For two years, with the desperation of Dr. Richard Kimble, I have been tirelessly pursuing the hypothetical one-armed man who manipulated his mouse, copied a copyrighted humor piece of mine, and disseminated it over the Internet without either my permission or that of the New York Times, which originally published the story.
Replicating rapidly, it appeared, mostly without attribution, on personal Web pages and large commercial sites, in print and Web site versions of magazines, and in the e-mail newsletters of business gurus. It even showed up in the discussion group of stumps.org, a "whimsical support group of cheerful cripples," where the offending party might actually be a one-armed man.
The piece originally appeared on the op-ed page of the New York Times on April 20, 1998. It consisted of parodic news reports about future mergers, such as men and women agreeing to become one sex called "Humanicorp." (If you want to read it, I would prefer that you buy, in bulk, the new humor anthology in which it appears, Mirth of a Nation; though it's also available from the New York Times' archive for $2.50.) A day after the story was published, a friend called and told me it was circulating on the Internet.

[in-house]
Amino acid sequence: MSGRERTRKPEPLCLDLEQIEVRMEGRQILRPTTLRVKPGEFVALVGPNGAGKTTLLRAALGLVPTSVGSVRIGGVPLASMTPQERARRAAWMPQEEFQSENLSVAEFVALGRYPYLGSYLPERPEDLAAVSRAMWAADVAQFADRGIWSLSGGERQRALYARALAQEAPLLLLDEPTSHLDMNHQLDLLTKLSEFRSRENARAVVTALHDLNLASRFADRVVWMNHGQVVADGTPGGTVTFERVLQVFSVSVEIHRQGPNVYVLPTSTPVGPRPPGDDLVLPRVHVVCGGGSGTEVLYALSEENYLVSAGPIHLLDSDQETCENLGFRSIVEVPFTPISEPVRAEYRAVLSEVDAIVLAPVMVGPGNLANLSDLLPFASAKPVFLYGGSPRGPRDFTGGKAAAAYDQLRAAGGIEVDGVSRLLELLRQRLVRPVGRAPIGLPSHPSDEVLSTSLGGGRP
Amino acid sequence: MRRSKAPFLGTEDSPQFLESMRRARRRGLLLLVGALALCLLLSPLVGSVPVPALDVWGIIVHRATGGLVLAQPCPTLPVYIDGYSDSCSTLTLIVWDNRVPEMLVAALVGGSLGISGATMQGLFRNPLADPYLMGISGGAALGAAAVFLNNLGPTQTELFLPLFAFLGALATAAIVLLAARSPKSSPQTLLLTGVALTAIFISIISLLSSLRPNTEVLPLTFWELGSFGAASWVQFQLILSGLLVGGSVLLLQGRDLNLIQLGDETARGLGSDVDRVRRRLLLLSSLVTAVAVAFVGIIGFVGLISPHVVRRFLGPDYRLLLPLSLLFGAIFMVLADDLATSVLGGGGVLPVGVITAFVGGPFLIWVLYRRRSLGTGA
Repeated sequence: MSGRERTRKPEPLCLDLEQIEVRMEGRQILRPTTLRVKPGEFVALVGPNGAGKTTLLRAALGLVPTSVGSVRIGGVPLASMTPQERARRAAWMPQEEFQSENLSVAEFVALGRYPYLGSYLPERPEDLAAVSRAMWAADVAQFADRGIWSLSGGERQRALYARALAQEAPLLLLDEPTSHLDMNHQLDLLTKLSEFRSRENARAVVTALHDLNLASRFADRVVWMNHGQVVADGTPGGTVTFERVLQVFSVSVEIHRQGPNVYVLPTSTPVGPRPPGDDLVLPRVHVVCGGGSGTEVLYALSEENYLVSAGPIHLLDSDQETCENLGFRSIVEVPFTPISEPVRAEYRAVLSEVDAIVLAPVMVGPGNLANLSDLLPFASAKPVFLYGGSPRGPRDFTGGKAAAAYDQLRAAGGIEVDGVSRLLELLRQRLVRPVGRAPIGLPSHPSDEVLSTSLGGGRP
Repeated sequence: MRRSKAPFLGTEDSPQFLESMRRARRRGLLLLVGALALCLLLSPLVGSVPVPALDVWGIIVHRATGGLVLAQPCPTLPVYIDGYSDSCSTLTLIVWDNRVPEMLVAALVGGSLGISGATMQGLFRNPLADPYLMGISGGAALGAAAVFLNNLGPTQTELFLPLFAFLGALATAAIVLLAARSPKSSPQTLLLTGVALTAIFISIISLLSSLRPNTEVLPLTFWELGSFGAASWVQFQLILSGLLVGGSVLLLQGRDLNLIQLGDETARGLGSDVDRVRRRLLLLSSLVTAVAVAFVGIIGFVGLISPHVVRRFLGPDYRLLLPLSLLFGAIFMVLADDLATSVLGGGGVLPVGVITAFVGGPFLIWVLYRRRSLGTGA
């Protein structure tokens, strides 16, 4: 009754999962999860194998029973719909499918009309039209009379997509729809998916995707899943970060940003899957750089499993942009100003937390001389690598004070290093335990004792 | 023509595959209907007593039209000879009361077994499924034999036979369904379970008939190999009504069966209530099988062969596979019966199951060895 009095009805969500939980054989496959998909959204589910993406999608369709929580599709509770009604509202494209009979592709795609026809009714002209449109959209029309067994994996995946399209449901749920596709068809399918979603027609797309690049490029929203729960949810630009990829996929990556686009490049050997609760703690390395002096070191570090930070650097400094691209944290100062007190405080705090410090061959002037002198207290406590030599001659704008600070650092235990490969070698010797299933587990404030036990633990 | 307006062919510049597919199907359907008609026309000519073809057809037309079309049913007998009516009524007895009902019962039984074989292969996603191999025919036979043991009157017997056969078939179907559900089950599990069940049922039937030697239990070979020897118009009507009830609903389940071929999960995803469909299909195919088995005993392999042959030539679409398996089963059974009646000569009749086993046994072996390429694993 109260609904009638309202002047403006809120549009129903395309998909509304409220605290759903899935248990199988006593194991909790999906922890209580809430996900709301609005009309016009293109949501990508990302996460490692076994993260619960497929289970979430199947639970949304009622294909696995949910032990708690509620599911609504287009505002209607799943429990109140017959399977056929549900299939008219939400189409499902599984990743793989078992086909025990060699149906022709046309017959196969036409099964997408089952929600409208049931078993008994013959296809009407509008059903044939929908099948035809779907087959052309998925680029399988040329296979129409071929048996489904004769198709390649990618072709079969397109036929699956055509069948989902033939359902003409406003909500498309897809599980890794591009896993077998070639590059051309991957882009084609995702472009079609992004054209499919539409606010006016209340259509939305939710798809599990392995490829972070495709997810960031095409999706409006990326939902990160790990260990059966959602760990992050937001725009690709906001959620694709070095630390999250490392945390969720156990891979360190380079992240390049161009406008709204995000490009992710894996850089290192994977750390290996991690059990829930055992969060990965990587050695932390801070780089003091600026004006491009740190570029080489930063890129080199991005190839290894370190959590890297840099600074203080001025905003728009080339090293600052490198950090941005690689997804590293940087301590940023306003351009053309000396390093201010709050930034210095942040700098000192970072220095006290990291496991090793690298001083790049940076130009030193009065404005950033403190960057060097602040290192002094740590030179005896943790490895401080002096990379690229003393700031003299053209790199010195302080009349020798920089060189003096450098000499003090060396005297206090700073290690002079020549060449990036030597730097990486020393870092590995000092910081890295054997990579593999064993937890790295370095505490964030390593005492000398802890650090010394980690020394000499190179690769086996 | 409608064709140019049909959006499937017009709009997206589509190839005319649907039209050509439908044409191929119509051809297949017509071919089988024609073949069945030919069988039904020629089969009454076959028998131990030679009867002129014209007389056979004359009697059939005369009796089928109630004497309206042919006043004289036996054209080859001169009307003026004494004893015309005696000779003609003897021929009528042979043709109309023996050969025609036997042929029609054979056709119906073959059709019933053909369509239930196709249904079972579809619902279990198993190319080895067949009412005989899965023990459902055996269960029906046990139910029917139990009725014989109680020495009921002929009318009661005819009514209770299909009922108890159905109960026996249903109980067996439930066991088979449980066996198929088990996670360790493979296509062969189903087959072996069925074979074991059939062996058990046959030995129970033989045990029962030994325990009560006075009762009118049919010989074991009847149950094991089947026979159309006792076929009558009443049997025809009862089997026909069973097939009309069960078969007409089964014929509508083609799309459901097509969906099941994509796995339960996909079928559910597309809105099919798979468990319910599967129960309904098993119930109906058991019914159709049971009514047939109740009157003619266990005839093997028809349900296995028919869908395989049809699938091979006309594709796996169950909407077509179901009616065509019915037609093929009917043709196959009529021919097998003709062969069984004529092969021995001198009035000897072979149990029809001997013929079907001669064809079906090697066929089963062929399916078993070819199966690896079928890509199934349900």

At the time, I was flattered. All funny guys want an audience, and mine was growing quickly—all it took was a few seconds to highlight the article on the Times' Web site and e-mail it to friends. I reasoned that this sort of easy dissemination of information represented an example of the best the Internet had to offer, democracy in action. Humor-starved technophiles everywhere were chuckling over my bons mots and spreading the good cheer to their friends and colleagues.
A few months later, with the same curiosity that leads book authors to check their rank on Amazon.com, I fired up a search engine and entered the distinctive word I had coined: "humanicorp."